GIANT-SIZE X-POSITION: Lemire Launches "Extraordinary X-Men" - Part 1
Don’t ask me how I remember this, but it was just about twenty years ago that the first previews of Dan Jurgens’ Justice League began appearing. After five years, the “bwah-ha-ha” era was winding down, and Keith Giffen and J.M. DeMatteis were leaving Justice League America. Giffen was also stepping away from plots and breakdowns for Justice League Europe, with JLE’s scripter Gerard Jones taking over as the book’s only writer; and Brian Augustyn replaced Andy Helfer as both books’ editor.
With a number of the New 52 titles changing creative teams before they’re even a year old, it’s too early to start talking about any long-lived, let alone definitive, runs on a particular book. Still, DC clearly hopes these books will be around for a while, even without the folks who launched ‘em. It got me thinking about past changes of the guard, and how they have followed some well-established interpretations.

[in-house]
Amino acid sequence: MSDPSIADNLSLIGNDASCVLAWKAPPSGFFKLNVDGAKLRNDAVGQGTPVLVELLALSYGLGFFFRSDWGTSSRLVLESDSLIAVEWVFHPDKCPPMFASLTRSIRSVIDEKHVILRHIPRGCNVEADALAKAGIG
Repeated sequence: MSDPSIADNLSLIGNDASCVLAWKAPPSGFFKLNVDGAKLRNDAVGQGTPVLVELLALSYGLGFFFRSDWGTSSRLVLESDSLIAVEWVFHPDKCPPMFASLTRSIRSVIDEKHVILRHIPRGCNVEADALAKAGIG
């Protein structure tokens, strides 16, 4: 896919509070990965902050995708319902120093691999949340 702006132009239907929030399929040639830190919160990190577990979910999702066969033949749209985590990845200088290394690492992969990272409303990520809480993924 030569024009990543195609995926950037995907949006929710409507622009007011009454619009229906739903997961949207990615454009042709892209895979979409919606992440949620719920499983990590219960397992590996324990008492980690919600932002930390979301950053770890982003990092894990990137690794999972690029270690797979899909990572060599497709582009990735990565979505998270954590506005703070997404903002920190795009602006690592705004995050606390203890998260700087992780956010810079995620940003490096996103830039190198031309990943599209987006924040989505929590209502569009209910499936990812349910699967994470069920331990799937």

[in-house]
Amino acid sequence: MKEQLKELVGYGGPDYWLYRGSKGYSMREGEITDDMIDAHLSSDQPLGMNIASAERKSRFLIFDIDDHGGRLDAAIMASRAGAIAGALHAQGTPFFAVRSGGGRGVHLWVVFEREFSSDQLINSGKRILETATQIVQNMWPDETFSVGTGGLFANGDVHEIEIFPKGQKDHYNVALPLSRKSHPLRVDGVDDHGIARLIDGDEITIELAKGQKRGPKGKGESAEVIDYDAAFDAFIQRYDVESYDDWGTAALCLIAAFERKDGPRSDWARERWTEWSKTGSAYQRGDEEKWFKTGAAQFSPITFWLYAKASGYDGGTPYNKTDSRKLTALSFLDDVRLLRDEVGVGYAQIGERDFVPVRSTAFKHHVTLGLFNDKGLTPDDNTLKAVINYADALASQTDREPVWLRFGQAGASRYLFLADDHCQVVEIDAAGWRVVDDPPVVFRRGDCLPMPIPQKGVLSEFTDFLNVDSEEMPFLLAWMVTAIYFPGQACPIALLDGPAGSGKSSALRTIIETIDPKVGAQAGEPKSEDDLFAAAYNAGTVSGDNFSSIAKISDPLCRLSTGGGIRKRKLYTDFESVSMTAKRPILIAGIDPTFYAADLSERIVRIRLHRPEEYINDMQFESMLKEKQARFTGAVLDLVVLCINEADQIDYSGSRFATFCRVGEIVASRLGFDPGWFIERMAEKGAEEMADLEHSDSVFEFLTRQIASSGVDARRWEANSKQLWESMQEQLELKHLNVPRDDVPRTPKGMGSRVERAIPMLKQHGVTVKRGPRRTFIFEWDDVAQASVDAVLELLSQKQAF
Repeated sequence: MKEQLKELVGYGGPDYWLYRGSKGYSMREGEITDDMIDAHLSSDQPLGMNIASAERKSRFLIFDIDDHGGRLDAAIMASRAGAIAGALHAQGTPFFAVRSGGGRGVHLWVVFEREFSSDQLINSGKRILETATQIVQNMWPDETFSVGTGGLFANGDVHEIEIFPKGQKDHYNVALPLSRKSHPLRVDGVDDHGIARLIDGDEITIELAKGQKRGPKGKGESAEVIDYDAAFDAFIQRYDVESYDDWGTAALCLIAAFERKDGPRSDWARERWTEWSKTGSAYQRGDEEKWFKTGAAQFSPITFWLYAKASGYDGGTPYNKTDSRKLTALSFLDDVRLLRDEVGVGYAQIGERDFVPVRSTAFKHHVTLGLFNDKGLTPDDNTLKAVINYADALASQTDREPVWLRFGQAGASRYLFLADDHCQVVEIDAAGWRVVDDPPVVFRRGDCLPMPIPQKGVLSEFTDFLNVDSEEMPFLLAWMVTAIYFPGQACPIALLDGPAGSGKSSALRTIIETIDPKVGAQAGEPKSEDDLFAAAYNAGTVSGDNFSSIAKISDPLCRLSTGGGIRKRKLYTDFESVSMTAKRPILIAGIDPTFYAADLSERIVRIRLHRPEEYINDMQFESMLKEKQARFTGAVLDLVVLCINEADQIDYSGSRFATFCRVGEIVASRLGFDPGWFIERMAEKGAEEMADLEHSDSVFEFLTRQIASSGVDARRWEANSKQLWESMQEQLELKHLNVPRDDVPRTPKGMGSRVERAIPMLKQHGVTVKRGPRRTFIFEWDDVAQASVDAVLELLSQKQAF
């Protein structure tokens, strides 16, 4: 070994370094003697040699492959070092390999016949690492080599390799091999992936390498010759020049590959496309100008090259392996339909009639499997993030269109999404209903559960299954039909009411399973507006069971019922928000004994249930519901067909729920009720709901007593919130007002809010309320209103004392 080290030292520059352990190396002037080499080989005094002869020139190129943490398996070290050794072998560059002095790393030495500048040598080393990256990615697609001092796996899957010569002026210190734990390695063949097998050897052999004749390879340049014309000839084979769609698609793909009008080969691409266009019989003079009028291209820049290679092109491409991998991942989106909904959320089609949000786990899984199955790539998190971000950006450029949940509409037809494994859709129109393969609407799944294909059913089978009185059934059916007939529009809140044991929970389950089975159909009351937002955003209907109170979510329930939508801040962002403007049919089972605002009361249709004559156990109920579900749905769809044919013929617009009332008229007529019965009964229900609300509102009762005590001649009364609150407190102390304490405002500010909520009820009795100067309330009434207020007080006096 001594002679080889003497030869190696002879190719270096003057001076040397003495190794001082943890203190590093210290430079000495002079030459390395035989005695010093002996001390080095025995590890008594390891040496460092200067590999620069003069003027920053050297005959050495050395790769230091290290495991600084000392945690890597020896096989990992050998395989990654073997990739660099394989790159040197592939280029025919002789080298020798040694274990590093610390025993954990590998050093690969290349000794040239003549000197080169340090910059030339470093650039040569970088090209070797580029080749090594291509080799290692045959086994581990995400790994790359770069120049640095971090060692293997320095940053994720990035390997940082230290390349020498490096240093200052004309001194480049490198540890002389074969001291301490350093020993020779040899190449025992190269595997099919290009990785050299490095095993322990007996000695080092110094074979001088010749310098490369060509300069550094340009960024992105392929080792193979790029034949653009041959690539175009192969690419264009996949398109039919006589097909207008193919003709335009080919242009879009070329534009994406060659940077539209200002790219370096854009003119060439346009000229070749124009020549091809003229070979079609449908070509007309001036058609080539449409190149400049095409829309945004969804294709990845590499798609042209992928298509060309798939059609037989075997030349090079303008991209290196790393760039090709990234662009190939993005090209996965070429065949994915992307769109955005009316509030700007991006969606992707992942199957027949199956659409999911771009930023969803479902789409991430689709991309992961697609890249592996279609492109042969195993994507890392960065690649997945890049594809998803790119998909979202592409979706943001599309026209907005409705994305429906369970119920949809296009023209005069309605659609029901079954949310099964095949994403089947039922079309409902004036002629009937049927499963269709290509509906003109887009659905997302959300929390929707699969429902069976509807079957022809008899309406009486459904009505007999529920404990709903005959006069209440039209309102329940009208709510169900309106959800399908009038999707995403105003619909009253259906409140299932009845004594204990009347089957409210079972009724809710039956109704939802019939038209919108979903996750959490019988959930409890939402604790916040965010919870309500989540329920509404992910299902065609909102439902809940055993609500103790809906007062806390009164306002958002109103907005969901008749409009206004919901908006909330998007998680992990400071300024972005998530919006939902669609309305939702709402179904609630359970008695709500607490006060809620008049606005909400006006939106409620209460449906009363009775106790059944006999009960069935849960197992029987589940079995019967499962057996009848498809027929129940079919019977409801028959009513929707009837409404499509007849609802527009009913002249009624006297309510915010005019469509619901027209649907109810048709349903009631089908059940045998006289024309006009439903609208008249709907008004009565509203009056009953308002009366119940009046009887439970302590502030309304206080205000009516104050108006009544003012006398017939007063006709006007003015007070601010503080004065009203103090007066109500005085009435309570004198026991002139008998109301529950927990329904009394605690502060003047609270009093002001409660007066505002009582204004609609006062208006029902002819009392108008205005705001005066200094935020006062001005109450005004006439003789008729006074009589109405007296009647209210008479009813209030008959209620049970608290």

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Since the end of 2011 is right around the corner, it’s as good a time as any to look forward to what DC may bring us in the next year. The fun part is, the (relatively) eclectic New-52 relaunch has made these sorts of predictions a little less accurate. Nevertheless, I think DC remains a fairly conservative publisher overall, at least in terms of the kinds of comics in its superhero-centric main line, so we can make some educated guesses. The fact that all but one of the New 52 featured well-established characters (and the 52nd was Batwing, buoyed by Batman Incorporated) doesn’t exactly hurt either.